Vaccination

Vaccination is the appropriate addition of disease antigens into the body through injection or by mouth, in order to stimulate an immune response against a disease. The introduced material is called a vaccine.

The antigens, which are small proteins on the surface of cells, stimulate an immune response, producing memory cells. This results in the rapid production of antibodies which mean that the next time someone encounters the disease they may not even experience any symptoms.

Immunisation can save lives and lead to herd immunity which eventually leads to the eradication of the disease. Despite, apprehensions, vaccinations are in fact incredibly safe and effective. Around 15 years ago, millions of parents were caught in a fear mongering scandal which hinted at an idea that vaccination lead to autism in children of around 2-5 years old. However, in reality there was very little evidence of them actually being linked. Serious side effects are rare, however can occur. Immunisation aids to protect future generations from the diseases we suffer from today, for example, the smallpox vaccination has lead to the eradication of the diseases world wide.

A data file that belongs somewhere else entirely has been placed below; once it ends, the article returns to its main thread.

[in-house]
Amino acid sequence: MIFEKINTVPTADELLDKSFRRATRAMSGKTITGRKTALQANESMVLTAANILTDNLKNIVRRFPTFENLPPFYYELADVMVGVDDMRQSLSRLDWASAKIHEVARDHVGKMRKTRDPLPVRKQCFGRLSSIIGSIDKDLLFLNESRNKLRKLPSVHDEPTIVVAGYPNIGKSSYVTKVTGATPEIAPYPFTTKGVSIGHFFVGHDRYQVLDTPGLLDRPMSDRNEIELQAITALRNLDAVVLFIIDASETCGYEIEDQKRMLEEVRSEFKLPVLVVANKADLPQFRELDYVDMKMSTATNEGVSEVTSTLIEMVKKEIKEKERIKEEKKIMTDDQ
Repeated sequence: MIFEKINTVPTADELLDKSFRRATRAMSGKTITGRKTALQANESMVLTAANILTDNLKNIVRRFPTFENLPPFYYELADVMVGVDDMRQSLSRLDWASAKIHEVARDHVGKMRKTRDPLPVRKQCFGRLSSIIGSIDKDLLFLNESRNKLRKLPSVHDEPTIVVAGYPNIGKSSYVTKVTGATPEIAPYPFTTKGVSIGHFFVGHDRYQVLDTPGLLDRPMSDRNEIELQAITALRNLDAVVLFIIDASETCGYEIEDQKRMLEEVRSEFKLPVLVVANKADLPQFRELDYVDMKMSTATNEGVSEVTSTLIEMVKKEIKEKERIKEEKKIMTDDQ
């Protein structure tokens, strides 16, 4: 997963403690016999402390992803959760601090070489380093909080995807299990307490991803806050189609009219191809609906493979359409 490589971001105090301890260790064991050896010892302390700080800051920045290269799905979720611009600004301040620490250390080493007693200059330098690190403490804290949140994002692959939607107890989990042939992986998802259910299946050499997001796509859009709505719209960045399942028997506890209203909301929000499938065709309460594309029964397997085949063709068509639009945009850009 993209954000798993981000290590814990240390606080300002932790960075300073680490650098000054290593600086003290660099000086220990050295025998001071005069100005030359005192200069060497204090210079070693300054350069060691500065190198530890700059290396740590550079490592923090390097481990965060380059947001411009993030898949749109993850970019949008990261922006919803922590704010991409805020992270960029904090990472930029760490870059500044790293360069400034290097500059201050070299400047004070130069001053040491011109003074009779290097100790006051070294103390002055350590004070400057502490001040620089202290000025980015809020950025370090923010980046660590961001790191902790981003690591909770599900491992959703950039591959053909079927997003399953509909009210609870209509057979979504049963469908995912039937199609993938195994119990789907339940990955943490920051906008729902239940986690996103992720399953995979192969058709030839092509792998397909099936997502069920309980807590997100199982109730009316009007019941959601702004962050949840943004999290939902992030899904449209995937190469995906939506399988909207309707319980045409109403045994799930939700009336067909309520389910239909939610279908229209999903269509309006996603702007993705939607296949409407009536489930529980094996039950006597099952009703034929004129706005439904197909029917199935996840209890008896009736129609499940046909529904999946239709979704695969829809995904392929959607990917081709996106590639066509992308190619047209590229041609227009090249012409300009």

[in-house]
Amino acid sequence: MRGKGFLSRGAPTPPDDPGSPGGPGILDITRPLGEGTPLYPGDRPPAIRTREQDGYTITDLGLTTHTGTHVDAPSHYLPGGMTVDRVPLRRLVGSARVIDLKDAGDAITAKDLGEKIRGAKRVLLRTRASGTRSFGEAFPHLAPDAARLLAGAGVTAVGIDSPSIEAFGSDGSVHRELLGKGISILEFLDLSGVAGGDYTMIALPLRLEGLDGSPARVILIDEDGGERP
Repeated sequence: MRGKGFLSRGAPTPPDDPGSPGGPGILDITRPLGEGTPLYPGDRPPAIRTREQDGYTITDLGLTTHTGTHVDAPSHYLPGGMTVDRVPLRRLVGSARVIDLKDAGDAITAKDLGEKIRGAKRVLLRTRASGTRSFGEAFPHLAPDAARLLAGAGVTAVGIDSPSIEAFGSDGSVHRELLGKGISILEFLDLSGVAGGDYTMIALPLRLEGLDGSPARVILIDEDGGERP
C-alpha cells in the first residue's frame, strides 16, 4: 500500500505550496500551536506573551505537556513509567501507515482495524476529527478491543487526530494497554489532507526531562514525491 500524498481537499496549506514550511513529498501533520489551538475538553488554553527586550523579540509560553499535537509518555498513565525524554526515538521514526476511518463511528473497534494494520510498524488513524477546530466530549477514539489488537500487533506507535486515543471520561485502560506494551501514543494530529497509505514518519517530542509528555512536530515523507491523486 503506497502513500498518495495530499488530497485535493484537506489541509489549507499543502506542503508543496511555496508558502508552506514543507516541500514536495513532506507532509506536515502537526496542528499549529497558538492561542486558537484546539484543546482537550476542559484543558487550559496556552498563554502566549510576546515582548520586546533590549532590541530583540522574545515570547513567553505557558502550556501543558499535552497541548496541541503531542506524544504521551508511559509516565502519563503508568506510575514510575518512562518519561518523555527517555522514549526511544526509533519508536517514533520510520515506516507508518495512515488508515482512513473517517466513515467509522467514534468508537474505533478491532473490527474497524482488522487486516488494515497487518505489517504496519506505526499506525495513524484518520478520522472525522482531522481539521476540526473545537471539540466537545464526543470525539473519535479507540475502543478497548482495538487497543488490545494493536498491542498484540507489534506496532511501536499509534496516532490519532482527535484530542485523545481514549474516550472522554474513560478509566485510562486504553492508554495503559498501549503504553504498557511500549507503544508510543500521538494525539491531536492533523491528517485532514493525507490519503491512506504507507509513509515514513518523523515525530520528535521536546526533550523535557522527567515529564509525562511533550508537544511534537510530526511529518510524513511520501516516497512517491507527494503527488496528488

Other reservations of vaccination, excluding fear of autism, include the fact that testing is carried out on animals such as mice and in some cases involves inducing cancer in some of the mice. This animal testing usually leads to the death of the mammal. Many vaccinations are also accompanied by unknown side effects which in some cases are only picked up upon when the vaccination is fed to the masses. It can also be very difficult to produce enough vaccinations for the population, whilst also being cost effective.

References:

https://en.wikipedia.org/wiki/Vaccination

http://www.nfid.org/about-vaccines/reasons

http://vaccination.co.uk/

https://www.cdc.gov/vaccines/index.html

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